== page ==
One of the most important—and yet most basic—questions when developing a training plan is “How much will this training program cost?” While preparing a training budget seems like a simple enough exercise, there are a number of considerations while assembling a list of expenses.
Direct & Indirect Costs of Training
Does your budget only include the costs of tangible invoicable items, or do you include the full cost of the program, such as indirect costs? This may depend on your company’s accounting system. You may also need to decide whether your training budget is an overall anticipated spend or if it’s broken out as a per-student cost.
- Travel: Travel is more than just the cost of a plane ticket or gas reimbursement. Be sure to include hotels, food, tolls, and any other incidentals your learners may encounter.
- Venue: If you need to rent space for your training, include this as well. Be sure to get a comprehensive quote from the venue so you aren’t surprised by extras, such as internet service or set-up.
- Food: Whether you are providing breakfast, lunch or snacks for your attendees, be sure to include these in your overall costs. If you’re ordering catering, be sure to get in writing exactly what will be delivered, so you know exactly how much food you can expect.
- Technology: Include any hardware or software that may need to be purchased or rented. Also include any additional charges for dedicated bandwidth, virtual training services or audio-visual support.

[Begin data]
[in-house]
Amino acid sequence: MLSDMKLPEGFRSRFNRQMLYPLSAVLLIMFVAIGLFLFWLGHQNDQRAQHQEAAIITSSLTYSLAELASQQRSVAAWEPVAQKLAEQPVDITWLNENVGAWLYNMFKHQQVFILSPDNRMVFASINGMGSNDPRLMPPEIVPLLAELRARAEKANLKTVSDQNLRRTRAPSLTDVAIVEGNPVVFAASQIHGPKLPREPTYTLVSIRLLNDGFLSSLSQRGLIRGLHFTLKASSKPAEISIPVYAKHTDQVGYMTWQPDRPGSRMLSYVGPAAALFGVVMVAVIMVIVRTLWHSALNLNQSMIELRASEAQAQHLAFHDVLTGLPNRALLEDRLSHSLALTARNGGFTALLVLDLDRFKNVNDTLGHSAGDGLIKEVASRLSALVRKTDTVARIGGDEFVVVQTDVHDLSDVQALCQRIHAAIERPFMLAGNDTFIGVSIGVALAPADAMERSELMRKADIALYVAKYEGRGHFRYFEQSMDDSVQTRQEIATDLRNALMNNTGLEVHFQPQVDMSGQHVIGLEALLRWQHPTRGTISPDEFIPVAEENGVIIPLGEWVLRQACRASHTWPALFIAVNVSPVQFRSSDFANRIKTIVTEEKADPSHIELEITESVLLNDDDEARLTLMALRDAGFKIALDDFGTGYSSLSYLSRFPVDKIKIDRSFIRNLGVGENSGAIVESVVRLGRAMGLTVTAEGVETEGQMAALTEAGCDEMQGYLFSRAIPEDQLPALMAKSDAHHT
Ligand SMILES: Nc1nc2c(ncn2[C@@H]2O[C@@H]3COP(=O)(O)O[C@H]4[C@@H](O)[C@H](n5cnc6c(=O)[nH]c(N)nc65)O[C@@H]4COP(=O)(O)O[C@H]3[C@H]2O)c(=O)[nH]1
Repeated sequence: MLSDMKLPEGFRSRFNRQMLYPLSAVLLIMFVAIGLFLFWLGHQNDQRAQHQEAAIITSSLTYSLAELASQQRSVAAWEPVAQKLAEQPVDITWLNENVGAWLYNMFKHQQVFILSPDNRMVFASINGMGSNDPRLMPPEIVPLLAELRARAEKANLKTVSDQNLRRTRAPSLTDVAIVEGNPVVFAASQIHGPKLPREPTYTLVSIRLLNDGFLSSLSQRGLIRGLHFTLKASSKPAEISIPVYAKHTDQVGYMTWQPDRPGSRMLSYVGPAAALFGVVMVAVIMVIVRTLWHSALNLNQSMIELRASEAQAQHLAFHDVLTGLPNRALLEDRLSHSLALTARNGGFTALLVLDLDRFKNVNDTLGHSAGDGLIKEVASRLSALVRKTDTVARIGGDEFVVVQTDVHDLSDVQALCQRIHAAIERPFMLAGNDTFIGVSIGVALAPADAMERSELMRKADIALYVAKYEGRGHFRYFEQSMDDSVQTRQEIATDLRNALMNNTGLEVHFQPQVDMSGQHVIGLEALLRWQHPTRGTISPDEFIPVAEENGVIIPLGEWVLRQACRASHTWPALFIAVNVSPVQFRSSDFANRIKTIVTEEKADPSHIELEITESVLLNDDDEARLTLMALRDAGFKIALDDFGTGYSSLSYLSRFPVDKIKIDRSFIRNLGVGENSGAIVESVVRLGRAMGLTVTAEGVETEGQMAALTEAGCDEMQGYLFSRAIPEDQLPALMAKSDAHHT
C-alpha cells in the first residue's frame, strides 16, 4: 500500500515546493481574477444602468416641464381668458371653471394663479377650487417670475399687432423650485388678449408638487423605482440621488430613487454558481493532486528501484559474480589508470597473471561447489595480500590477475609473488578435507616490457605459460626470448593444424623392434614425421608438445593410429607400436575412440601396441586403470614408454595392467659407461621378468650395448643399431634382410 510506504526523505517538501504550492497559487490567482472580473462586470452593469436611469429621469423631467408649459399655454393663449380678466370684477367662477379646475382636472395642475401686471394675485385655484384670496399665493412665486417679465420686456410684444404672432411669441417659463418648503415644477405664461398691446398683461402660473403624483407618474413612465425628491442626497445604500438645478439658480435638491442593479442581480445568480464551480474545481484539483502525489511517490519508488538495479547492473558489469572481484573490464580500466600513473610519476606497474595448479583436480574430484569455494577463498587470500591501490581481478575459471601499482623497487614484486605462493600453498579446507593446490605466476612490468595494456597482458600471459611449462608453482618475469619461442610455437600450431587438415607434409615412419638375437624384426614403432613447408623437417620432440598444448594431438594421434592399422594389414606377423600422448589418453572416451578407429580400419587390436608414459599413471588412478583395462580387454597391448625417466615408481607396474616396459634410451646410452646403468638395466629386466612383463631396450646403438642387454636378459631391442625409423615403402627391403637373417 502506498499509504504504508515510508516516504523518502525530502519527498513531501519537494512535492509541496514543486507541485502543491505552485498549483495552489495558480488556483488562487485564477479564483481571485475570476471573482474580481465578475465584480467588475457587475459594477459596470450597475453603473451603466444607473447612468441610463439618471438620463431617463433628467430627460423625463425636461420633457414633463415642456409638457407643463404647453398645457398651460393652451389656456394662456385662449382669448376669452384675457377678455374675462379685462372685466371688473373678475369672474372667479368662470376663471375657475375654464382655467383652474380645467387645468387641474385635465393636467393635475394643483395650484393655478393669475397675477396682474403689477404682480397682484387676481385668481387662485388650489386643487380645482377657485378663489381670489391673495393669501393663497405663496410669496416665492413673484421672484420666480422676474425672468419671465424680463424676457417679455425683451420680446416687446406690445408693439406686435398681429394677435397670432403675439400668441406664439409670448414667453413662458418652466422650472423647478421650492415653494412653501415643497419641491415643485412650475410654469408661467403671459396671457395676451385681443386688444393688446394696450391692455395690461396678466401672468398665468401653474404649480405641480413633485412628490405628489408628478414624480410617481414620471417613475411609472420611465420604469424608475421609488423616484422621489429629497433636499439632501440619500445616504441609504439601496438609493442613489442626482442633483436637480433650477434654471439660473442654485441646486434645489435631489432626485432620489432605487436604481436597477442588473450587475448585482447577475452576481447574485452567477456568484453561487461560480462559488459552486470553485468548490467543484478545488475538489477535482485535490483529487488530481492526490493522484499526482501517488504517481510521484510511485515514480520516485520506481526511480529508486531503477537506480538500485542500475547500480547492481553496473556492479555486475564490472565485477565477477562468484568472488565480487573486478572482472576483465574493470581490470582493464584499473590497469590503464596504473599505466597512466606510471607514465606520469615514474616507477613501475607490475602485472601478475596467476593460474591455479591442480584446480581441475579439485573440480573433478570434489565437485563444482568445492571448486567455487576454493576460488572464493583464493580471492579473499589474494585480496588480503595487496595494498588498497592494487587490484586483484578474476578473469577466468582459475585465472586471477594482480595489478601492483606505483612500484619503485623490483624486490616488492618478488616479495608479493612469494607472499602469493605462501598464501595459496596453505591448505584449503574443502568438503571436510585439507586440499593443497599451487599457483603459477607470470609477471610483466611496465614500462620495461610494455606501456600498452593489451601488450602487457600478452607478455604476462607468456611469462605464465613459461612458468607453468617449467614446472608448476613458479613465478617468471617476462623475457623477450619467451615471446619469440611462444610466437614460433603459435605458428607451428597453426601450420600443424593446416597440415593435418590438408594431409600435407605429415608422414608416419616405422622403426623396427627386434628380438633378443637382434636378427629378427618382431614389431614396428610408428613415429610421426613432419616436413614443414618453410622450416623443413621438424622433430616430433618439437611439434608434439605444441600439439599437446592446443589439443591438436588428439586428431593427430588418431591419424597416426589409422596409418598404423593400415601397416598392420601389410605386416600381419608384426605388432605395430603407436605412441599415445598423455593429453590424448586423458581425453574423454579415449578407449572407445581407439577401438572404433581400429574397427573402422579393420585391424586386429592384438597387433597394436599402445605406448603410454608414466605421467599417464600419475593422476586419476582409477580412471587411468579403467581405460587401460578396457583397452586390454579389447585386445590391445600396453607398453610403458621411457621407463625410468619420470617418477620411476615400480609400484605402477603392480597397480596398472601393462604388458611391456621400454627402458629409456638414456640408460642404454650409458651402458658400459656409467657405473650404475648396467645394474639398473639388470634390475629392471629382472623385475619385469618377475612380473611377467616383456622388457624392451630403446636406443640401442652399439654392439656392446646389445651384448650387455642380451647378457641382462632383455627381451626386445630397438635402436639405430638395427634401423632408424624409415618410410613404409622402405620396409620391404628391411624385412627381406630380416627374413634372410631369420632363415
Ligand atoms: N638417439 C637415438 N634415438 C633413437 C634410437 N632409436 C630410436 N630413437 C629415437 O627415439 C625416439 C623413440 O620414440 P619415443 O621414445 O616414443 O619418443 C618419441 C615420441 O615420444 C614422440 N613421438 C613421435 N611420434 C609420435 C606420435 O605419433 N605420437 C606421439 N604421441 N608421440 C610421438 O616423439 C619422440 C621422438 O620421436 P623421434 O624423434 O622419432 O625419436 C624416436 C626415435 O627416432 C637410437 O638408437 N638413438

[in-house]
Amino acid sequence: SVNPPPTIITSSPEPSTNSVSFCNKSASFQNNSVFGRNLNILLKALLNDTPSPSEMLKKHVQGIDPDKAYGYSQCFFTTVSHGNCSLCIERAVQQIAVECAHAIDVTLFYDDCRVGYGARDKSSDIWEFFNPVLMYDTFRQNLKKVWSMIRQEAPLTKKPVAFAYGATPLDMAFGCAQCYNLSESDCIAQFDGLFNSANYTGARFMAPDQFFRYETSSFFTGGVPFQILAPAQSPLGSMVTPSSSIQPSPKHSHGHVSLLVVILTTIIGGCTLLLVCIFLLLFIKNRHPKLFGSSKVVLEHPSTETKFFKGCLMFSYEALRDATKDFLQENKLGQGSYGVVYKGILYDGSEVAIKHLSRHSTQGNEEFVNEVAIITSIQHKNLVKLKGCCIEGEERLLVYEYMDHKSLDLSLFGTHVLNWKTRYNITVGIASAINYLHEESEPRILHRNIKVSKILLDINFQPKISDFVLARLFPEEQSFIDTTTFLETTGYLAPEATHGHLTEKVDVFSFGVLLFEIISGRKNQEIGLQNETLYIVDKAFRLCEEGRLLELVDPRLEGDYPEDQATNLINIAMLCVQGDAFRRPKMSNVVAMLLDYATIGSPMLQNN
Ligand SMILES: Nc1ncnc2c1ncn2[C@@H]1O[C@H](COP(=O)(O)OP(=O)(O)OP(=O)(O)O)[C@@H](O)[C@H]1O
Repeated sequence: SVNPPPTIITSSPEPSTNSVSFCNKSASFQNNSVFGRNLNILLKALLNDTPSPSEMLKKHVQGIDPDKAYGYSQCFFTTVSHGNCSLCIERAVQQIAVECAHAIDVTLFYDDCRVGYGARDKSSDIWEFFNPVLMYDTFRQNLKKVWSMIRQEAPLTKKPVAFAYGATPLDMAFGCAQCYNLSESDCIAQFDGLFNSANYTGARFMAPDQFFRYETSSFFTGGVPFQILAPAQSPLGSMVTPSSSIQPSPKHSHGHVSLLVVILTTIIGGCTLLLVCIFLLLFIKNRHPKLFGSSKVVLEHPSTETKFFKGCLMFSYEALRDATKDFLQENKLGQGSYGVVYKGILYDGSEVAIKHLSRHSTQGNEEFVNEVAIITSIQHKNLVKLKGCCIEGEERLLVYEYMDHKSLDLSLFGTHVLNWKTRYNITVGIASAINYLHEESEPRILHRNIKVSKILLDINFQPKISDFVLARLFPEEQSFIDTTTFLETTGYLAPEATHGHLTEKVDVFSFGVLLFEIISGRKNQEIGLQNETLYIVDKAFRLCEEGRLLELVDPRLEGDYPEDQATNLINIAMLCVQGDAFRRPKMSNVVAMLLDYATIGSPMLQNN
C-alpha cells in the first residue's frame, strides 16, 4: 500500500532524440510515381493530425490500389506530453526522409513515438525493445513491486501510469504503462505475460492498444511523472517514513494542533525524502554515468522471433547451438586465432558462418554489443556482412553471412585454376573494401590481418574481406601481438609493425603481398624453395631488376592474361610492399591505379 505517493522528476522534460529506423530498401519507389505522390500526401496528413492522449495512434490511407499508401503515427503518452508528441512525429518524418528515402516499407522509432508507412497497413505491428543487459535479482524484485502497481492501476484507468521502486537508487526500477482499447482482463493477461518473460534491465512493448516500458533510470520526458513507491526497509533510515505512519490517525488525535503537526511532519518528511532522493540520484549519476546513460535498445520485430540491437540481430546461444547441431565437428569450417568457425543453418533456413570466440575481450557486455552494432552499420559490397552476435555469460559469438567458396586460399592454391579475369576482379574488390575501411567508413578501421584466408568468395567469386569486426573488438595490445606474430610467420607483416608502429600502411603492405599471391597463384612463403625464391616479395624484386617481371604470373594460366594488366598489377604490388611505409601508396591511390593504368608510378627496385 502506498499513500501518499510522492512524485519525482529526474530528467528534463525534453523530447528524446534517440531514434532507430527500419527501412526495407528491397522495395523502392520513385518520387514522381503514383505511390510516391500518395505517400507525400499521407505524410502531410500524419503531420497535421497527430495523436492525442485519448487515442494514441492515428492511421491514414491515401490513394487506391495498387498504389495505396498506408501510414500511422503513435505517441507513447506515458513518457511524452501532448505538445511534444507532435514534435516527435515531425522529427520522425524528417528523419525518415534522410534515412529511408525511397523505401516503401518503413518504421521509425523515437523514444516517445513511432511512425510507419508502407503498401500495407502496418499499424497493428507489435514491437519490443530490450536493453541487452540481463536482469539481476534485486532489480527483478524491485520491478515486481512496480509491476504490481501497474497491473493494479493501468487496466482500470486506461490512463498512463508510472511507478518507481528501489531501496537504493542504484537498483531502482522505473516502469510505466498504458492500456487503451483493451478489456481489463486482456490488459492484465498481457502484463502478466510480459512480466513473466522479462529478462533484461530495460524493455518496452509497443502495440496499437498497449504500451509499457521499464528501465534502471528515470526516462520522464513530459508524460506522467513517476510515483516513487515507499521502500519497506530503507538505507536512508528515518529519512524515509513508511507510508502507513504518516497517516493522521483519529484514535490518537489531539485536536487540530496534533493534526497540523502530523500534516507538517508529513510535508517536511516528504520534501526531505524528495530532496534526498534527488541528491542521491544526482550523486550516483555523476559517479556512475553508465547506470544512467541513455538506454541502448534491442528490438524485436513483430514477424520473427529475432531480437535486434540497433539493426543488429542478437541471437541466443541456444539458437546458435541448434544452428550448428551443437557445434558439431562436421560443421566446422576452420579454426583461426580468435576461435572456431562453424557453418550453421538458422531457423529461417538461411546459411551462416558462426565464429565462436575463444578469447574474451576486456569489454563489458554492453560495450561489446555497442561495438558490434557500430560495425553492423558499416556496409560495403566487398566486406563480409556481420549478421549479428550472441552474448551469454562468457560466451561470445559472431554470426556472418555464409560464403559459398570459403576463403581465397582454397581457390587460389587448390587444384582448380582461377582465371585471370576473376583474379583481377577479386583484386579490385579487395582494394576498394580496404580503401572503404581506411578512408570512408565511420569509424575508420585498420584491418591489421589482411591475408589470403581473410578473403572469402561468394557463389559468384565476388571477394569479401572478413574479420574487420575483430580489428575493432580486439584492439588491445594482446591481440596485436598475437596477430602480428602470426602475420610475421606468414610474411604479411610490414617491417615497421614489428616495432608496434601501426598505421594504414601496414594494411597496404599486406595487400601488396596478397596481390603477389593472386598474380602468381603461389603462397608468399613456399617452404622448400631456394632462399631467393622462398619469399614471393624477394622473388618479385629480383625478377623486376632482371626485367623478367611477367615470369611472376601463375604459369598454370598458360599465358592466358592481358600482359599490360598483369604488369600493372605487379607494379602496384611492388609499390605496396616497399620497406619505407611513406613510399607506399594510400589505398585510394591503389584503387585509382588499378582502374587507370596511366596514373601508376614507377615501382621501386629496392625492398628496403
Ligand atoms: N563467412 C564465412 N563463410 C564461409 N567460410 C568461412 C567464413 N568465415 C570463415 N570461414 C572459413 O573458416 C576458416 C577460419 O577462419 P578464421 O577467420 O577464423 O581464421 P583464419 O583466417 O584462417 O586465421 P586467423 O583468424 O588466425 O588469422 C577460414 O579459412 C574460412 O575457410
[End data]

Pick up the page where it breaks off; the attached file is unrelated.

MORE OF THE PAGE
- Printing & Content: Does your training plan include any course content that you need to purchase? Or have you included the costs for the production and delivery of your own course material?
- Marketing Materials: Have you included any costs associated with materials or services to market your training? This is especially important when training as a profit center, to maximize your reach.
- Other Services: Be sure to include any additional services that are included in your training plan, such as instructors or instructional designers, and their fees as well.
- Staffing: Your staff’s time is an expense in itself. Be sure to account for salaries for instructors or your training department staff.
- Productivity: Determine loss-of-productivity costs that participants sustain while they are away at training or your staff sustains while administering the program.
Is your training a profit center?
If your training program is a profit center, you will need to include the anticipated income in your training budget or utilize the above expenses to assist in setting the price of the training.
If this was helpful to you in identifying the full scope and cost of your training program, MicroTek has produced a full eBook—The Complete Training Program Planning Guide. This guide is full of useful information to help you maximize your training program. Get your guide today!